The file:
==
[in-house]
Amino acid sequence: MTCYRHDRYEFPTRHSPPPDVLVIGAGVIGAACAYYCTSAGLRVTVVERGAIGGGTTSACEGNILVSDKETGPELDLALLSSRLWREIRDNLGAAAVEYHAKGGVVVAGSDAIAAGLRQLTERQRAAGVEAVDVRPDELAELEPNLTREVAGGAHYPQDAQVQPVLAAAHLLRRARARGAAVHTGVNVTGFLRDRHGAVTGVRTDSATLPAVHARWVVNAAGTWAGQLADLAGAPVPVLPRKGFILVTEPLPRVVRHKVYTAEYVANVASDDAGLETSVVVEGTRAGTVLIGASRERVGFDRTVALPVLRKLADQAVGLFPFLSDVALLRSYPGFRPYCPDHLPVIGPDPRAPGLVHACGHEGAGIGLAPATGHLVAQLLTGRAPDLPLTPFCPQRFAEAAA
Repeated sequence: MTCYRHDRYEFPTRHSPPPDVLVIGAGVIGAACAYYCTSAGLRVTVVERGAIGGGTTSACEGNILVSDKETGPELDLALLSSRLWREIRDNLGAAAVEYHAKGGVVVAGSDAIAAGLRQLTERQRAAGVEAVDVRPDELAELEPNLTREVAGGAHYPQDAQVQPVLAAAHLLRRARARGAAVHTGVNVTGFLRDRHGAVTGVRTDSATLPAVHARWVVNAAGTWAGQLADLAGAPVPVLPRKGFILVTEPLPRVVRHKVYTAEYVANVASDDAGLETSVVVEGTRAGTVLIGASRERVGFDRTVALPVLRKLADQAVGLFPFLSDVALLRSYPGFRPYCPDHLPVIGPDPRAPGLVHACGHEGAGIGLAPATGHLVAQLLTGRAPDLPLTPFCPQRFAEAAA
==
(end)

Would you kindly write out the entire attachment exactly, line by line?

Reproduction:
[in-house]
Amino acid sequence: MTCYRHDRYEFPTRHSPPPDVLVIGAGVIGAACAYYCTSAGLRVTVVERGAIGGGTTSACEGNILVSDKETGPELDLALLSSRLWREIRDNLGAAAVEYHAKGGVVVAGSDAIAAGLRQLTERQRAAGVEAVDVRPDELAELEPNLTREVAGGAHYPQDAQVQPVLAAAHLLRRARARGAAVHTGVNVTGFLRDRHGAVTGVRTDSATLPAVHARWVVNAAGTWAGQLADLAGAPVPVLPRKGFILVTEPLPRVVRHKVYTAEYVANVASDDAGLETSVVVEGTRAGTVLIGASRERVGFDRTVALPVLRKLADQAVGLFPFLSDVALLRSYPGFRPYCPDHLPVIGPDPRAPGLVHACGHEGAGIGLAPATGHLVAQLLTGRAPDLPLTPFCPQRFAEAAA
Repeated sequence: MTCYRHDRYEFPTRHSPPPDVLVIGAGVIGAACAYYCTSAGLRVTVVERGAIGGGTTSACEGNILVSDKETGPELDLALLSSRLWREIRDNLGAAAVEYHAKGGVVVAGSDAIAAGLRQLTERQRAAGVEAVDVRPDELAELEPNLTREVAGGAHYPQDAQVQPVLAAAHLLRRARARGAAVHTGVNVTGFLRDRHGAVTGVRTDSATLPAVHARWVVNAAGTWAGQLADLAGAPVPVLPRKGFILVTEPLPRVVRHKVYTAEYVANVASDDAGLETSVVVEGTRAGTVLIGASRERVGFDRTVALPVLRKLADQAVGLFPFLSDVALLRSYPGFRPYCPDHLPVIGPDPRAPGLVHACGHEGAGIGLAPATGHLVAQLLTGRAPDLPLTPFCPQRFAEAAA